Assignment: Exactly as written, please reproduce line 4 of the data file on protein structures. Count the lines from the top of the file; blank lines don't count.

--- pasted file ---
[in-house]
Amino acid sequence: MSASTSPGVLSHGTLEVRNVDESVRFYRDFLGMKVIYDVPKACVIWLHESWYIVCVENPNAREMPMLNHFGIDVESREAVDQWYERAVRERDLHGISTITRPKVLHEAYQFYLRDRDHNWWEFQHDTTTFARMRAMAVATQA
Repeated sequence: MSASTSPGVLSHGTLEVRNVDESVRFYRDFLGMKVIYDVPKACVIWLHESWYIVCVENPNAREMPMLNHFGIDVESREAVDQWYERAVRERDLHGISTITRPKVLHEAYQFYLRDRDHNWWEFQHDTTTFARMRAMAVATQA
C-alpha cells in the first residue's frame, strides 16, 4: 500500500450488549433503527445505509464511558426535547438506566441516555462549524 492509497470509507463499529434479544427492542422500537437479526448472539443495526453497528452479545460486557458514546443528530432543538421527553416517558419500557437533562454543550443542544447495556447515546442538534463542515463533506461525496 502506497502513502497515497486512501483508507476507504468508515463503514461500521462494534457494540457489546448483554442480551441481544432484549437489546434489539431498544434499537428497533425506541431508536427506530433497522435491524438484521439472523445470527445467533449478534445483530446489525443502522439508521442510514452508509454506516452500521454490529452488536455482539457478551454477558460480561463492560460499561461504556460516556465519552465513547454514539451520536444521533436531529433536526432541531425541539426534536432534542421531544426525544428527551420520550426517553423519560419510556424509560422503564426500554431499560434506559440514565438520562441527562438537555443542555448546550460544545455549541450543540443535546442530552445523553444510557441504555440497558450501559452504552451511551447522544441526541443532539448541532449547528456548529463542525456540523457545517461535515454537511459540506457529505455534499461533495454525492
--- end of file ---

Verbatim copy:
C-alpha cells in the first residue's frame, strides 16, 4: 500500500450488549433503527445505509464511558426535547438506566441516555462549524 492509497470509507463499529434479544427492542422500537437479526448472539443495526453497528452479545460486557458514546443528530432543538421527553416517558419500557437533562454543550443542544447495556447515546442538534463542515463533506461525496 502506497502513502497515497486512501483508507476507504468508515463503514461500521462494534457494540457489546448483554442480551441481544432484549437489546434489539431498544434499537428497533425506541431508536427506530433497522435491524438484521439472523445470527445467533449478534445483530446489525443502522439508521442510514452508509454506516452500521454490529452488536455482539457478551454477558460480561463492560460499561461504556460516556465519552465513547454514539451520536444521533436531529433536526432541531425541539426534536432534542421531544426525544428527551420520550426517553423519560419510556424509560422503564426500554431499560434506559440514565438520562441527562438537555443542555448546550460544545455549541450543540443535546442530552445523553444510557441504555440497558450501559452504552451511551447522544441526541443532539448541532449547528456548529463542525456540523457545517461535515454537511459540506457529505455534499461533495454525492